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Have you overlooked promotional goods as a marketing strategy? Effectively distributed, promo items can help your company achieve a number of goals. A 1996 Baylor University1, study found that businesses use specialty advertising goods to foster goodwill, create awareness of new products, services or facilities, generate interest at trade shows, motivate dealers and retailers, reward employees, increase traffic, secure business and sales appointments, and retain customers.
You can easily turn shirts, hats, golf balls, mouse pads and many other items into walking billboards for your business by stamping them with your company's name and logo. Experts agree a marketing campaign designed around promotional goods can be a successful and profitable idea. Better still, specialty advertising goods are a cost–effective way to publicize your company's name and message.
"They really are relatively inexpensive in comparison to other types of advertising... print advertising or broadcast advertising is gone, you do it and it's gone," says Cherri Gann, a public relations specialist for the Promotional Products Association International (PPAI). Gann adds products, such as golf equipment, pens, calendars, mugs, or mouse pads imprinted with your company's name are likely to get extra, lasting exposure.
More and more companies are recognizing the power of promotional goods. According to PPAI, in 1999 businesses spent $15 billion buying promotional items, tripling the sales of specialty advertising products in just ten years. The top–selling promotional items are "wearables" like shirts, jackets, aprons, uniforms, and caps. Writing instruments came in second, followed by glassware/ceramics (mugs), calendars, and desk accessories.
It's easy to see why promotional goods create positive results. "Promotional products constitute the only advertising medium that has 'ingratiation' built in. People naturally like to receive gifts," says the Specialty Advertising Association of Greater New York. In fact, research consistently shows that promotional goods make a lasting impression.
In 1993, a Baylor University study2 found that salespeople who handed out promo items received 22% more referrals than those who did not give out free gifts. In addition, when compared to coupons (discount offers), promotional goods produce more sales, according to a 1993 Southern Methodist University study3. Within the food delivery industry, the study found that "customers who received promotional products reordered up to 18% sooner than those who received coupons and up to 13% sooner than those who received no promotions." A similar 1994 SMU study4 of dry cleaning customers discovered that "new customers that received promotional products spent 27% more than those who received coupons."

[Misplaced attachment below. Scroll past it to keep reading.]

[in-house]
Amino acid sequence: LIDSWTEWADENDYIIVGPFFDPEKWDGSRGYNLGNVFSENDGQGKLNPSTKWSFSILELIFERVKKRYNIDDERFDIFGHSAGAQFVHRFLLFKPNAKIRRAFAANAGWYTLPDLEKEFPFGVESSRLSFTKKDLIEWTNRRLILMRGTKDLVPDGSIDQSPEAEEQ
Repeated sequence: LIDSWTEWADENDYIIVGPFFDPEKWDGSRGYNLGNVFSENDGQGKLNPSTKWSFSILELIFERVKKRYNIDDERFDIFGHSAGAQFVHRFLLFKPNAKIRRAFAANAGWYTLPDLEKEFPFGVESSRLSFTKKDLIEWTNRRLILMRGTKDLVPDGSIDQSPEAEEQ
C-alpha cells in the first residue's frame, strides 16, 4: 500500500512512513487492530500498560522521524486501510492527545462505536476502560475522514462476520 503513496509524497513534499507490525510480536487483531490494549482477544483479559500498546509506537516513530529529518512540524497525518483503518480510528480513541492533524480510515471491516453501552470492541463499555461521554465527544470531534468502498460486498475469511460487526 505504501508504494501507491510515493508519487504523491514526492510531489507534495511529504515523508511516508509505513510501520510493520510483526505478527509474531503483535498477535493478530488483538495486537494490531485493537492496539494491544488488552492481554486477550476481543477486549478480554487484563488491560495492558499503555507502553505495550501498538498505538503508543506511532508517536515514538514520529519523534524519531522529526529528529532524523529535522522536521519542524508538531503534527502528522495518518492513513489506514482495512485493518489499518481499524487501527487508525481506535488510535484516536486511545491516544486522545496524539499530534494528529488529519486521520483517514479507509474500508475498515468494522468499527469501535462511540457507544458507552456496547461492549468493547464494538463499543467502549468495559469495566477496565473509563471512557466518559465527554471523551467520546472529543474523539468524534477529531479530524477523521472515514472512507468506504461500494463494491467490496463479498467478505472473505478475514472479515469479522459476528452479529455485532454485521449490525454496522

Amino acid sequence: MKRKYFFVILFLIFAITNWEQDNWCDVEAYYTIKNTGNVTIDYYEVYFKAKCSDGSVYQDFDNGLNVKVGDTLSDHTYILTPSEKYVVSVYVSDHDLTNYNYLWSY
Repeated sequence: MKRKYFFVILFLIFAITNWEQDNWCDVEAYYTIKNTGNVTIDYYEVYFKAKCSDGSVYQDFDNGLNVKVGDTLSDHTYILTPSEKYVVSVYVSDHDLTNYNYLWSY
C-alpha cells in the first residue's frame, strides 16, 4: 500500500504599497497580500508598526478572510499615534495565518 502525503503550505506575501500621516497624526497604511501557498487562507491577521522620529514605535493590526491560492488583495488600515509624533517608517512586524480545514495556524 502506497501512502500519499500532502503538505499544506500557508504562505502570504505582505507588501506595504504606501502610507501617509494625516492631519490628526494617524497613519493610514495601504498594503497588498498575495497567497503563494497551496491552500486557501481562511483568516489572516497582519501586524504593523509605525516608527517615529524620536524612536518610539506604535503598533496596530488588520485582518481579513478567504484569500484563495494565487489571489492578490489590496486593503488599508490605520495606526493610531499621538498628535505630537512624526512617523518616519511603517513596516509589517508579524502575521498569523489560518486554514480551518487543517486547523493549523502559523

Be assured that the majority of recipients won't pitch your promotional pens or trash your T–shirts. A 1992 study done by the Specialty Advertising Association of Greater New York5 found that 87% of people are aware of the message on promotional products and 83% use the products.
You know why to buy promotional products. Now the question is what to buy. PPAI recommends choosing a product that relates to your company. For example, a construction company might consider ordering sticky pads shaped like hard hats. Those with a bigger budget might opt for tools imprinted with the company name and logo. PPAI assures that there are thousands of promotional products available in all price ranges.
MarktheWorld offers corporate image apparel including stylish polo shirts, caps, aprons, and tote bags. Customized apparel is a terrific business gift and, according to the Sales Marketing Network, fashionable casual–wear can also help build corporate pride and encourage appropriate dressing.
Also from MarkTheWorld.com are a wide array of useful and novel promotional items such as stress balls, glass tumblers, luggage tags, tote bags, chip clips, golf balls, and insulated can coolers. These items are often fun and eye–catching, but experts say don't disregard the value of typically less expensive, tried–and–true promo items like pens, pads, and magnets.
When you see your company's name and logo on a golf shirt or luggage tag, a sense of pride may overcome you. You may want to send your newly acquired promotional goods to everyone you know. However, experts recommend that you do not give out promotional items willy–nilly. Carefully target who will receive your new notepads and shirts. Maybe your goal is to thank your best customers and remind them to do business with you in the coming months. In this case, only send your items to your top clients. Handing out an item to everyone who walks into your office may only serve to deplete your supply — and the impact of the message.
1This information was taken from a 1996 study done by Baylor University's marketing department for the Promotional Products Association International. A mail survey was sent to 800 randomly selected promotional products distributors. A total of 264 usable questionnaires were returned for a response rate of 33%. Distributors were asked to rank industries that spent the most volume on promotional products.
2This information was taken from a 1993 study of 20 beauty consultants conducted by Baylor University's marketing department for the Promotional Products Association International.
3This information was taken from a 1993 study of approximately 900 people conducted by Southern Methodist University for the Promotional Products Association International.
4This information was taken from a 1994 study of 300 people conducted by Southern Methodist University for the Promotional Products Association International.
5This information was published on the Web site of the Sales Marketing Network in "Promotional Products: Getting Your Message Across."
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